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Slavoj Žižek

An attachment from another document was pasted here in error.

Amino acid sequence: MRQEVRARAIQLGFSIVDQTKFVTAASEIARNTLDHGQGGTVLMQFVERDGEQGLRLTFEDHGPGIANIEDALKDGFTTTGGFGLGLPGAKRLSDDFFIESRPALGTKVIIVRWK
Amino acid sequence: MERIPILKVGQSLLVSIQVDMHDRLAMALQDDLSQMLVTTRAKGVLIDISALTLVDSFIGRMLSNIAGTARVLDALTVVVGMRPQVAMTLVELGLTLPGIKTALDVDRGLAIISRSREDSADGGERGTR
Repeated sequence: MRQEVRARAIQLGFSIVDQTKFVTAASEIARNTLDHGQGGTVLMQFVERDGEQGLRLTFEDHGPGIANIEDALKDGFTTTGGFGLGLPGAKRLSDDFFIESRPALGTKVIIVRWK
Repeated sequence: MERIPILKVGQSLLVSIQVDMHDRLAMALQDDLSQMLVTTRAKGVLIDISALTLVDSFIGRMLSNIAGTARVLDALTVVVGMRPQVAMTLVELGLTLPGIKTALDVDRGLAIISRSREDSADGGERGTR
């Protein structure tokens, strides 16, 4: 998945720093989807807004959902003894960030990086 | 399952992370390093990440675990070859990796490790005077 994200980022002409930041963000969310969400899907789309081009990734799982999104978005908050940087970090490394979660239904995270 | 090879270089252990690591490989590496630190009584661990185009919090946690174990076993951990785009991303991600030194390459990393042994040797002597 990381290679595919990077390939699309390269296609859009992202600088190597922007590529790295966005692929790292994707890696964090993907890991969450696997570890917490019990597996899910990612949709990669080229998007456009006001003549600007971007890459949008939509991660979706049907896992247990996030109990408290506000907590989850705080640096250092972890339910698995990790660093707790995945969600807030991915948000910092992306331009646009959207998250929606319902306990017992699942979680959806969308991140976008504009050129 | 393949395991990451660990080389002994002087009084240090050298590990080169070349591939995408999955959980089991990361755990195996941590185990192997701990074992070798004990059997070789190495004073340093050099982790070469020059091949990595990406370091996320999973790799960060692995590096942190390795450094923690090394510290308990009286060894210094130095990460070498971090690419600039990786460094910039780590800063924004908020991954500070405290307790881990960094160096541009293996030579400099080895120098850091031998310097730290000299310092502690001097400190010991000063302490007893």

“I LIVE IN TERROR of not being misunderstood,” complains one of Oscar Wilde’s characters. Shafts of wit like this reflect a peculiarly colonial kind of perversity. As a devout Irish republican, Wilde takes some piece of conventional English wisdom and rips it inside out, turns it on its head, tampers mischievously with a word here and there so as to flip a cliché into its opposite. Like Shakespeare’s enslaved Caliban, he learns to speak the tongue of his imperial masters but returns it to them in the form of a curse or a hardboiled epigram. The colonial is dependent on metropolitan culture, but perversity—in Wilde’s case, sexual as well as intellectual—is his or her secret revenge upon it. By parodying or inverting the stale wisdom of the metropolis the colonial artist manages to outdo it. Are Wilde’s impeccably well-made English drawing-room comedies obedient imitations or wicked mockeries?

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